The market for ready-to-use (RTU) containers is growing at a rapid pace. Drug manufacturers benefit from reduced time-to-market and total cost of ownership (TCO), as well as increased flexibility and greater integrity of the drug product. At the same time, they are looking for the ideal process to transfer pre-sterilized vials into the fill-finish area of a filling line.
In an industry-first series of experiments, machine manufacturer Syntegon and drug containment solutions supplier Stevanato Group have joined forces to investigate Vaporized Hydrogen Peroxide (VHP) decontamination. Markus Heinz from Syntegon and Fabio Bertacchini from Stevanato Group share first insights.
Why did you start this project in the first place?
Markus Heinz, Product Manager Vial Liquid & Powder at Syntegon: We took our cue from our customers, really. Several pharmaceutical manufacturers are looking for an alternative to the conventional no-touch transfer. It needs to be especially suited for the trending RTU containers in smaller batches. Our answer is a method that decontaminates the outer packaging before the vials are transferred into the production isolators: Vaporized Hydrogen Peroxide decontamination. However, there was not enough data available to prove the safety of this method when transferring RTU vials with a VHP chamber.
Fabio Bertacchini, Product Management Director at Stevanato Group: We brought the insights of a drug containment solutions provider to the table. Together with Syntegon, our goal was to gather the missing data to help our customers navigate this complex topic. Their main concerns are: do traces of VHP penetrate the packaging during decontamination? Could the H2O2 residue in the vials compromise the quality of the final product?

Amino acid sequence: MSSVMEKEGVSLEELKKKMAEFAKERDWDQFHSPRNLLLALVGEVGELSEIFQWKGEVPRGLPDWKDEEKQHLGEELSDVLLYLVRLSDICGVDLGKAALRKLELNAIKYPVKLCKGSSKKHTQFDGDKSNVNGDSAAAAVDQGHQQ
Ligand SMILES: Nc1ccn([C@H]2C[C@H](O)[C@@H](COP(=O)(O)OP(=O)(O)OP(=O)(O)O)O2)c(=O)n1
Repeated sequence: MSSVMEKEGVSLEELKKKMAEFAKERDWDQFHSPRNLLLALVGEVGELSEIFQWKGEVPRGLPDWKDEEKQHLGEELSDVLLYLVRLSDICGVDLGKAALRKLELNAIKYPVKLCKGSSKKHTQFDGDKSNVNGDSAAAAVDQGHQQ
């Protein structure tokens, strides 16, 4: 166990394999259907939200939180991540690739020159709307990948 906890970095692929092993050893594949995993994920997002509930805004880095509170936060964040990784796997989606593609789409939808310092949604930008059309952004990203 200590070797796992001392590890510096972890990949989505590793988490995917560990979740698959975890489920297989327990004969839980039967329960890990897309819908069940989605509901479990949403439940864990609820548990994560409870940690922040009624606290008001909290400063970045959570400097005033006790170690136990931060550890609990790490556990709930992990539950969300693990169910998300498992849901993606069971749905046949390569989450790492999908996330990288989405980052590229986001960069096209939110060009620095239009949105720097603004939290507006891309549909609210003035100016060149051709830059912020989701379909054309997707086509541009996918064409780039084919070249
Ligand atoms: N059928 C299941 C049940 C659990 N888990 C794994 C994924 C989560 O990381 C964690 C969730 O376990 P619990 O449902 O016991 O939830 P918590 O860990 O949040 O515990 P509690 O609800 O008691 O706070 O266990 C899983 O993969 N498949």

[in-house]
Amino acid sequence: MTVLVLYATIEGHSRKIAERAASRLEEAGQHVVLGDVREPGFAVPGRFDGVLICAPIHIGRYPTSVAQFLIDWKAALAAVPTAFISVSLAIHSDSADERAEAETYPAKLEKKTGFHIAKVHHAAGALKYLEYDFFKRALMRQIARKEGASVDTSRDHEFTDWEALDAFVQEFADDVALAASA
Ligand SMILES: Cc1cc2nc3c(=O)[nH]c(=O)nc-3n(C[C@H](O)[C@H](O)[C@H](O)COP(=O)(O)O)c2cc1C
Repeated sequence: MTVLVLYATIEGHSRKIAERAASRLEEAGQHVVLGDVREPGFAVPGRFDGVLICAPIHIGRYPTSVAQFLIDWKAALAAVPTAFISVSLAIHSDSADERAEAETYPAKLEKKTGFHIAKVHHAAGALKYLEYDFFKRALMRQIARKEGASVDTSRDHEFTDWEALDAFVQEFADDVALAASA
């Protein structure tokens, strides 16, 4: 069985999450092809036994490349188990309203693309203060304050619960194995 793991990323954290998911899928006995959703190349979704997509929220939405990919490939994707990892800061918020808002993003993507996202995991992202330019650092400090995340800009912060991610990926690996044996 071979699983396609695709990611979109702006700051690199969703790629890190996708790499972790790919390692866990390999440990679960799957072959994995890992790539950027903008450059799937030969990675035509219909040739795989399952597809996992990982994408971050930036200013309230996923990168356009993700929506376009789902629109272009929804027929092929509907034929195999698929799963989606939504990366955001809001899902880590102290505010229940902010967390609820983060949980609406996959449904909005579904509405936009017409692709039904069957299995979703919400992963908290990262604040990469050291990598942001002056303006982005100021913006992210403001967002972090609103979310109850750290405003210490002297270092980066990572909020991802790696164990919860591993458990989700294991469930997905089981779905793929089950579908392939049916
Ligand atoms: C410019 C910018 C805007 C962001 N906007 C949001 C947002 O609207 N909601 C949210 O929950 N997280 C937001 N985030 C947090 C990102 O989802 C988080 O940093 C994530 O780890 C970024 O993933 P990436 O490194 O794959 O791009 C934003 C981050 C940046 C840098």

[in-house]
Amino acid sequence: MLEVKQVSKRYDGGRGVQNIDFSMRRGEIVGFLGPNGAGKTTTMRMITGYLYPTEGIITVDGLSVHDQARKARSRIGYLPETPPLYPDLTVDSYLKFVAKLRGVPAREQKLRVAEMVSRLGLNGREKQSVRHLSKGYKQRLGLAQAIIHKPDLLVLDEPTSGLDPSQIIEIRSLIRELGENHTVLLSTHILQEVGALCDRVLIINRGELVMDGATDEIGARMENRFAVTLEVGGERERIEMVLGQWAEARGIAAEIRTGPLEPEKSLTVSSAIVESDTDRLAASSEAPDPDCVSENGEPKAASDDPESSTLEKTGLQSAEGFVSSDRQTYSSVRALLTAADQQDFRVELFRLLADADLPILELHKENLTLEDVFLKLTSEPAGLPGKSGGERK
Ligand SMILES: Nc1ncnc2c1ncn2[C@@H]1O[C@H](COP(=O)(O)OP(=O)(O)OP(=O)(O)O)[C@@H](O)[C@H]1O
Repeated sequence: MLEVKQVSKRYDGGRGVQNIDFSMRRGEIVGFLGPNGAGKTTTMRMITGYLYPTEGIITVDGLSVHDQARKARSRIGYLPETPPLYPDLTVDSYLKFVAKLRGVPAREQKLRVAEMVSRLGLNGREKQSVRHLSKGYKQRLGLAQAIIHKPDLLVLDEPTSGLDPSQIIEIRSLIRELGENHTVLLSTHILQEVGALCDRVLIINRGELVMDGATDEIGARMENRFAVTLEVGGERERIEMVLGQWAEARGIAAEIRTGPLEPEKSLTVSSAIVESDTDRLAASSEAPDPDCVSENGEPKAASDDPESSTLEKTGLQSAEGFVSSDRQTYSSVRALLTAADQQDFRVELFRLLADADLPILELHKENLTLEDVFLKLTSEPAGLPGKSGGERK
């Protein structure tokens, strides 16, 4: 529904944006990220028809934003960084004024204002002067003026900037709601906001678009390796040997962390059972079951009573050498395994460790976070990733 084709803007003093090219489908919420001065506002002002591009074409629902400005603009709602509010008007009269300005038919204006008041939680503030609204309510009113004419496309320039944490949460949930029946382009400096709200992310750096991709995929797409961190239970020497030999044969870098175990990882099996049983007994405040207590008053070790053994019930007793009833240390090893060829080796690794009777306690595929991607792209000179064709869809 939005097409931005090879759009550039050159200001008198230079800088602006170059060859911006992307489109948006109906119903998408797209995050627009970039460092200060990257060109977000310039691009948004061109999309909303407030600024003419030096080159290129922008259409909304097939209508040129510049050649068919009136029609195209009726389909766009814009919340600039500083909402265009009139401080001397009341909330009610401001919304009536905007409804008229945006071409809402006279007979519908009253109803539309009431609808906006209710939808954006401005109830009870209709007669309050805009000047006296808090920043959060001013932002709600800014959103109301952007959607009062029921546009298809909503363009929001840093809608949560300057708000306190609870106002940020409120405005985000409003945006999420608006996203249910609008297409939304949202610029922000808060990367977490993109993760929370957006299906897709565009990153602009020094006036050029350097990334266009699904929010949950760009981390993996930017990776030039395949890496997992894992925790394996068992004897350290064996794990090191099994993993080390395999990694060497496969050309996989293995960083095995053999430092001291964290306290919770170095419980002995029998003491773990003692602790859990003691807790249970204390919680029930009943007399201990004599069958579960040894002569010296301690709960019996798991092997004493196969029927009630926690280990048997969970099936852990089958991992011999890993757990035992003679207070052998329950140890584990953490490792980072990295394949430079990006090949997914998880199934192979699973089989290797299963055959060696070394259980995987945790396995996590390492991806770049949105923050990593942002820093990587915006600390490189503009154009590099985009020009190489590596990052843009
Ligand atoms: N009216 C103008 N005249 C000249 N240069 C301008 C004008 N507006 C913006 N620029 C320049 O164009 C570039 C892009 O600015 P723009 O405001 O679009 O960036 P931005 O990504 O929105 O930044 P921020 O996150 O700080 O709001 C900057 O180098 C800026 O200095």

What is the verdict according to your data?
Fabio Bertacchini: Firstly, we now have more information and data to underline that VHP decontamination is a method that can be applied successfully to pre-sterilized vials. The results show that H2O2 residues are lower with RTU vials compared to bulk vials. Secondly, we have not only proven that the experiment carried out at Syntegon works – we can now also replicate it using our customers’ products. The tests will help us to gather the relevant data and support pharmaceutical companies in their decision whether VHP decontamination for RTU transfer is the best method for both their products and their production.
How would a drug manufacturer know whether VHP is the ideal method?
Markus Heinz: In the end, everyone must find their own method. There is no “one-fits-all” solution. But with our long-term expertise in isolator technology and this new data we are convinced that our offer is ideally suited for small batch manufacturing. It minimizes downtime and caters to a very specific, but rising need. Now our job is to continue testing the method to explore its full potential – and to share our results with our joint customers.
Sounds like there is still more to come?
Fabio Bertacchini: Absolutely. The study only marks the starting point of a new era in fill-finish processes for RTU vials – and maybe even other drug containment solutions.